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Medical Uses and Forms: – Used for managing moderate to severe acute or chronic pain. – Improves quality of life in certain types of pain. […]

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Medical Uses and Forms:
– Used for managing moderate to severe acute or chronic pain.
– Improves quality of life in certain types of pain.
– Controlled-release tablet available for every 12 hours.
– Valid alternative to morphine for cancer pain.
– FDA approved for children with specific pain conditions.
– Available in immediate-release and controlled-release formulations.
– Various combinations with paracetamol, aspirin, ibuprofen, naloxone, naltrexone.
– Liquid solution available.
– Parenteral formulations in some regions.
– Historical use in IV and IM administrations.

Side Effects, Dependence, and Withdrawal:
– Common side effects include constipation, nausea, vomiting, dizziness.
– Chronic use may lead to serious constipation issues.
– Medications developed to address opioid-induced constipation.
– High risk of severe withdrawal symptoms with abrupt discontinuation.
– Withdrawal symptoms include anxiety, muscle pain, flu-like symptoms.
– Regular recreational or high-dose users at higher risk of severe withdrawal.
– Gradual withdrawal recommended for extended use.

Hormone Levels and Interactions:
– Chronic use can cause low sex hormone levels.
– Higher doses increase the risk of hypogonadism.
– Concurrent hypogonadism a common issue with chronic use.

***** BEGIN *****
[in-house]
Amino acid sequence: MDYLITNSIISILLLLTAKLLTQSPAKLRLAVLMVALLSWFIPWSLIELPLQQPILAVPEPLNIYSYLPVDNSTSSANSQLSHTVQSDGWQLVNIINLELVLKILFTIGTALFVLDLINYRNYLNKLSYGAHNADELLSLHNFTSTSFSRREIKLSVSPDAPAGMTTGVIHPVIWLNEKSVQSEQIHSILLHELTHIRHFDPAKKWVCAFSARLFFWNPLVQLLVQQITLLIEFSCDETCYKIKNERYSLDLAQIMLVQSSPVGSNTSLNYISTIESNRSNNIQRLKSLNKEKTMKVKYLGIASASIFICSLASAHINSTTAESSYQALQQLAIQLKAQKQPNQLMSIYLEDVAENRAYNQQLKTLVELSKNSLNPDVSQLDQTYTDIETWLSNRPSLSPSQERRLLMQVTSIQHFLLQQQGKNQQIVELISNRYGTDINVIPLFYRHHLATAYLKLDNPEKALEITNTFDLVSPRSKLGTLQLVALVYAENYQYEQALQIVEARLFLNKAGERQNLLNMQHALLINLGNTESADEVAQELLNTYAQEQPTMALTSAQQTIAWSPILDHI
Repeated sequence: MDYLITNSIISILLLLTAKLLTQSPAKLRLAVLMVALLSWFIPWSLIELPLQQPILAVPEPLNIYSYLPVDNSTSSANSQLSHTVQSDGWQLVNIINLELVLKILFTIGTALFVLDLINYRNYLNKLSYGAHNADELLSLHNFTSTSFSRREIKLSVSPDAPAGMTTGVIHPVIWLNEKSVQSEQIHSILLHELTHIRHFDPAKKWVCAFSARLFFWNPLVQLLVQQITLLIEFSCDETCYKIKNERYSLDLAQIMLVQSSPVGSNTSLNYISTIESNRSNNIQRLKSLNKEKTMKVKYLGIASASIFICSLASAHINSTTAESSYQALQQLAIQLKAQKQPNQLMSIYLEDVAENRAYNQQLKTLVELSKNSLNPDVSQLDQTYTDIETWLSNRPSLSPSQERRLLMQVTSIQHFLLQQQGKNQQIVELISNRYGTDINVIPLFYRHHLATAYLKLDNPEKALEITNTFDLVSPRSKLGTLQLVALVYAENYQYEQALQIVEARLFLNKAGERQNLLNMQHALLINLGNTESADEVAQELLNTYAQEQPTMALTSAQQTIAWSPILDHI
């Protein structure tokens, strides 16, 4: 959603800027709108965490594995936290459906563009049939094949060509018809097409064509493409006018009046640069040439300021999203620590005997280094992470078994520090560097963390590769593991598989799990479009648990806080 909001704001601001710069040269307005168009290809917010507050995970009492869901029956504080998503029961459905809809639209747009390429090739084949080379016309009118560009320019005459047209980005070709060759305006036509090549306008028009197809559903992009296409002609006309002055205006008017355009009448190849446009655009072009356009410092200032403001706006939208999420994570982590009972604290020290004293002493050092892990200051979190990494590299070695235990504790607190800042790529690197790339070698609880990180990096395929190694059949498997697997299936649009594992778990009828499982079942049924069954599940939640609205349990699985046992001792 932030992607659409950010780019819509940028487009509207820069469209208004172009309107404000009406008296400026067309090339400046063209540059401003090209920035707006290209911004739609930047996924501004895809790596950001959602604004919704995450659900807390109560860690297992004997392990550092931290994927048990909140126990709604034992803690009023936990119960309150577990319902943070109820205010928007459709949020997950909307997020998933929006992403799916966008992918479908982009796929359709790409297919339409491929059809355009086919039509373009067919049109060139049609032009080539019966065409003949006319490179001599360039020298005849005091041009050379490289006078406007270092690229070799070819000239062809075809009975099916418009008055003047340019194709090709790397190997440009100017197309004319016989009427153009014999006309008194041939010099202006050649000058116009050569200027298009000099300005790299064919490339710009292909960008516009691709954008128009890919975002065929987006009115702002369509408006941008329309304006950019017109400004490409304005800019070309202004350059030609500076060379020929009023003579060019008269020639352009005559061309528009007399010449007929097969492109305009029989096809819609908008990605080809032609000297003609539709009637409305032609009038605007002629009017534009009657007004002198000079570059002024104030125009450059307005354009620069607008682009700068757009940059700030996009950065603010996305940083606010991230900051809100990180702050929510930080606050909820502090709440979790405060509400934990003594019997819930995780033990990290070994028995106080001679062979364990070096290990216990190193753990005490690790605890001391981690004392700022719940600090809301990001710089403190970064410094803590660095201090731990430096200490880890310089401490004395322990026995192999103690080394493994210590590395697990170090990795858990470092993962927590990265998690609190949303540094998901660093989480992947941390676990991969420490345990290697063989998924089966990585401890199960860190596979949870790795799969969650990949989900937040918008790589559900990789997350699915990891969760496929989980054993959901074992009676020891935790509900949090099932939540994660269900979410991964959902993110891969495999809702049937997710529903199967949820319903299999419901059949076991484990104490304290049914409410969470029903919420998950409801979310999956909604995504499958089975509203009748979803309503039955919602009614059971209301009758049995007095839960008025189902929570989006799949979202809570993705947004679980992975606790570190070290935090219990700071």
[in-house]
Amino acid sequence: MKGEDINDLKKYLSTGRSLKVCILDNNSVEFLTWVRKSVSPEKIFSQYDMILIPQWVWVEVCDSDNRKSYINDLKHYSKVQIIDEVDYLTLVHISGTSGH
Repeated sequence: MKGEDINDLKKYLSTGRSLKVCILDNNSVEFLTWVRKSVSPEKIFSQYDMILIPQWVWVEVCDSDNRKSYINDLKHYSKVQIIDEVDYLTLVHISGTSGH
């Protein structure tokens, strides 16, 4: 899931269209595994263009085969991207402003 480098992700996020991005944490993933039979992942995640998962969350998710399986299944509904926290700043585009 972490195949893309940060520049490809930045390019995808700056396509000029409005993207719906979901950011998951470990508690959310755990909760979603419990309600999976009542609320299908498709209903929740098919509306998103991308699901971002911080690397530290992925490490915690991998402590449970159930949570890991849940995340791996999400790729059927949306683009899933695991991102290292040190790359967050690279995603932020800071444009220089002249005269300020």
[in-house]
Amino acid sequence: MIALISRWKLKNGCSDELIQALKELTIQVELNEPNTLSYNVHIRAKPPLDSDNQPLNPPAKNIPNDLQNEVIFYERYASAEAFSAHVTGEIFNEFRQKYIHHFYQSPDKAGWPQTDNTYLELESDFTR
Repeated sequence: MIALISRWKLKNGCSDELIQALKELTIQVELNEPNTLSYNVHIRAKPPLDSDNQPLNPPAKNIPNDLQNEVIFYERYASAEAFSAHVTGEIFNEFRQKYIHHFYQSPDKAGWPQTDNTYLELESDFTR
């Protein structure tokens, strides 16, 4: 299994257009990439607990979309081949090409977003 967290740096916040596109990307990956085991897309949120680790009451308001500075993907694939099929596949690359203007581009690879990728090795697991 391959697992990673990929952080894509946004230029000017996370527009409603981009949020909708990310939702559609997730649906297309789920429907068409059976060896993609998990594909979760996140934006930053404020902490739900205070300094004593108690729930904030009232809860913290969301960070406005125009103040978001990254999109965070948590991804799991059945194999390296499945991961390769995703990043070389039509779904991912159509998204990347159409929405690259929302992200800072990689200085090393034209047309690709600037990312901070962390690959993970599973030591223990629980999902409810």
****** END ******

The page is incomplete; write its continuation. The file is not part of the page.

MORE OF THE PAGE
– Opioid-induced low sex hormone levels a known effect.
– Regular monitoring of hormone levels recommended.
– Metabolized by CYP3A4 and CYP2D6 enzymes.
– Clearance of oxycodone can be altered by inhibitors and inducers of these enzymes.
– Natural genetic variation in these enzymes can influence oxycodone clearance.
– Ritonavir and lopinavir/ritonavir increase plasma concentrations of oxycodone.
– Rifampicin reduces plasma concentrations of oxycodone.

Pharmacology, Pharmacodynamics, and Active Metabolites:
– Equianalgesic doses of oxycodone compared to other opioids.
– Oxycodone is a selective full agonist of the μ-opioid receptor.
– Oxycodone inhibits neurotransmitter release by decreasing cAMP and opening potassium channels.
– Oxycodone’s analgesic effects are attributed to MOR activation in specific brain regions.
– Metabolites of oxycodone can also act as MOR agonists.
– Oxymorphone has higher affinity and efficacy at the MOR compared to oxycodone.
– Noroxycodone and noroxymorphone have longer half-lives and lower analgesic effects.
– Unchanged oxycodone is the main contributor to analgesia despite metabolite formation.

Chemistry, Biosynthesis, History, Metabolism, and Regulation:
– Oxycodone’s chemical structure and similarity to codeine.
– Biosynthesis methods involving microbial compound manufacturing.
– History of synthesis and development dating back to the early 20th century.
– Metabolism mainly occurs in the liver via the cytochrome P450 system.
– Oxycodone classified as a Schedule II controlled substance.
– Development, introduction, and regulation of oxycodone, including its commercial use.
– Impact of oxycodone on the opioid epidemic, including misuse, overdose deaths, and emergency room visits.

Oxycodone (Wikipedia)